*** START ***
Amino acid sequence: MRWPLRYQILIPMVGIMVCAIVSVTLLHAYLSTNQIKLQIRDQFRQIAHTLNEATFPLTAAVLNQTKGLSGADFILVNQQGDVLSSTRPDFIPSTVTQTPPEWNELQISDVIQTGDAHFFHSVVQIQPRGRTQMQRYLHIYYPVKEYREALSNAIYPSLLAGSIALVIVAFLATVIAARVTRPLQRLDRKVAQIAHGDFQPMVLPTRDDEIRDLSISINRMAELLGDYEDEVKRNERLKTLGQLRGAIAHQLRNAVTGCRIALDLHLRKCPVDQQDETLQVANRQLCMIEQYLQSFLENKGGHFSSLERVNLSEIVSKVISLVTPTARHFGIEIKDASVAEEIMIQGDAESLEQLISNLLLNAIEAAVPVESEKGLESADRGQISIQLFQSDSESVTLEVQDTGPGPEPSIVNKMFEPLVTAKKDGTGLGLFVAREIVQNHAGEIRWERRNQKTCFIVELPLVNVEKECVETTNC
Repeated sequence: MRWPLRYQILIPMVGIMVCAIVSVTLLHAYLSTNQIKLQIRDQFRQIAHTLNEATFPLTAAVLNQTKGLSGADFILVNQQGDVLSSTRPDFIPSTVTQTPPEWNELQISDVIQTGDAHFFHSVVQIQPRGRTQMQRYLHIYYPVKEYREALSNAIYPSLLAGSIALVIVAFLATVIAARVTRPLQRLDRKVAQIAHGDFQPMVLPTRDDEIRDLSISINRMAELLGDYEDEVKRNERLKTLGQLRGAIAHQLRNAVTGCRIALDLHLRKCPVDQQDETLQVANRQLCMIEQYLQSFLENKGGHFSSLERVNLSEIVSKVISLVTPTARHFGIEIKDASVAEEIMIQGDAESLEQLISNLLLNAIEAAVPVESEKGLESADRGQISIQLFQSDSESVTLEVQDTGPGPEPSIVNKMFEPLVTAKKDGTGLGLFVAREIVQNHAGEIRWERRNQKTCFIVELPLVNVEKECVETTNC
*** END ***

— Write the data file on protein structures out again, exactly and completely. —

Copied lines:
Amino acid sequence: MRWPLRYQILIPMVGIMVCAIVSVTLLHAYLSTNQIKLQIRDQFRQIAHTLNEATFPLTAAVLNQTKGLSGADFILVNQQGDVLSSTRPDFIPSTVTQTPPEWNELQISDVIQTGDAHFFHSVVQIQPRGRTQMQRYLHIYYPVKEYREALSNAIYPSLLAGSIALVIVAFLATVIAARVTRPLQRLDRKVAQIAHGDFQPMVLPTRDDEIRDLSISINRMAELLGDYEDEVKRNERLKTLGQLRGAIAHQLRNAVTGCRIALDLHLRKCPVDQQDETLQVANRQLCMIEQYLQSFLENKGGHFSSLERVNLSEIVSKVISLVTPTARHFGIEIKDASVAEEIMIQGDAESLEQLISNLLLNAIEAAVPVESEKGLESADRGQISIQLFQSDSESVTLEVQDTGPGPEPSIVNKMFEPLVTAKKDGTGLGLFVAREIVQNHAGEIRWERRNQKTCFIVELPLVNVEKECVETTNC
Repeated sequence: MRWPLRYQILIPMVGIMVCAIVSVTLLHAYLSTNQIKLQIRDQFRQIAHTLNEATFPLTAAVLNQTKGLSGADFILVNQQGDVLSSTRPDFIPSTVTQTPPEWNELQISDVIQTGDAHFFHSVVQIQPRGRTQMQRYLHIYYPVKEYREALSNAIYPSLLAGSIALVIVAFLATVIAARVTRPLQRLDRKVAQIAHGDFQPMVLPTRDDEIRDLSISINRMAELLGDYEDEVKRNERLKTLGQLRGAIAHQLRNAVTGCRIALDLHLRKCPVDQQDETLQVANRQLCMIEQYLQSFLENKGGHFSSLERVNLSEIVSKVISLVTPTARHFGIEIKDASVAEEIMIQGDAESLEQLISNLLLNAIEAAVPVESEKGLESADRGQISIQLFQSDSESVTLEVQDTGPGPEPSIVNKMFEPLVTAKKDGTGLGLFVAREIVQNHAGEIRWERRNQKTCFIVELPLVNVEKECVETTNC